(11) COSMOLOGY AND THEOLOGY. The Arthur C. Clarke Center for Human Imagination in Episode 5 of its Into the Impossible podcast looks at “The Limits of Understanding.”

On this episode, we’re touching up against the outer limits of cosmology, and through that bringing up questions of limits on the imagination, the role of theology, and the end (and ends) of the universe. First, we’ll hear Paul Steinhardt on developing the inflationary model of the universe—and then casting that model aside in favor of the radically different cyclic model that replaces the Big Bang with a neverending series of Big Bounces. Then David Brin, science fiction author and futurist, shares his perspective on understanding religion, enabling discussion, and how nice it would be if we were all reborn in computronium as the universe collapses in on itself.

(12) A NEW COMPANION. Now the Good Doctor has a companion, Who, you ask? Aaron Pound tells all about it in his review of An Asimov Companion: Characters, Places, and Terms in the Robot/Empire/Foundation Metaseries by Donald E. Palumbo at Dreaming of Other Worlds.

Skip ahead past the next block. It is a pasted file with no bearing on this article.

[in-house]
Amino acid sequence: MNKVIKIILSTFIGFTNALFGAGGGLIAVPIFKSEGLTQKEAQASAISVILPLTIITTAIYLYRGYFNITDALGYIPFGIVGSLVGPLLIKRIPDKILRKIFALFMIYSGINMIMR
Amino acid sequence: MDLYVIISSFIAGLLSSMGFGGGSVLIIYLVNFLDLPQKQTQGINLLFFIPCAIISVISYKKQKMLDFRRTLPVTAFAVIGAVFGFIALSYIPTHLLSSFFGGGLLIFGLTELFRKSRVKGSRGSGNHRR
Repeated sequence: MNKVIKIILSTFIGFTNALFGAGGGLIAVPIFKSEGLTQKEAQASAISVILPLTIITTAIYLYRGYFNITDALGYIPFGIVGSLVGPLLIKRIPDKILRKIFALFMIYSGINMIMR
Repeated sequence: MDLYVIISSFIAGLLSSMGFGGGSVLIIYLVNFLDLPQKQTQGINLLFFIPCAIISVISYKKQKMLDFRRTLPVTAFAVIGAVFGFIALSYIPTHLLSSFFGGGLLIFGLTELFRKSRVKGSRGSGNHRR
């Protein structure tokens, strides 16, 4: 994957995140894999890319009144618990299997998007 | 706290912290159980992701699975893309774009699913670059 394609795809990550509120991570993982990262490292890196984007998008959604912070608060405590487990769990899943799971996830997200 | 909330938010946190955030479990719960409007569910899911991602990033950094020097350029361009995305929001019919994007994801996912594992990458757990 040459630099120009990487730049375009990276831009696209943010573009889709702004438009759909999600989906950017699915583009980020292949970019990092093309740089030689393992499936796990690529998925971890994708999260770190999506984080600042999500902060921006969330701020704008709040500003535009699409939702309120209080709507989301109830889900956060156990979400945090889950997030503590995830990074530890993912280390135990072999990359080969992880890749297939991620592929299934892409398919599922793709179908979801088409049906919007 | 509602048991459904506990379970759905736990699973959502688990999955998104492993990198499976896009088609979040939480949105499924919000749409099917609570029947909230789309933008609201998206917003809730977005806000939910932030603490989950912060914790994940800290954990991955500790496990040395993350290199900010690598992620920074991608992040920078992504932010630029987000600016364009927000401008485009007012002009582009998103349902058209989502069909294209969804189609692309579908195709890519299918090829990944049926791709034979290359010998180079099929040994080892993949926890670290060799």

Full review: An Asimov Companion: Characters, Places, and Terms in the Robot/Empire/Foundation Metaseries is, for the most part, a reference work. The bulk of its length is taken up with what amounts to an encyclopedia covering essentially every notable character, location, object, and event found in Isaac Asimov’s extended metaseries (and pretty much every non-notable character, location,, object, and event as well). Every entry gives a brief description of the subject, offering at least a sentence or two outlining who or what the entry is, and an explanation of how the subject fits into the larger body of Asimov’s work. These entries are informative, but like Asimov’s actual writing, have a tendency to be a little dry.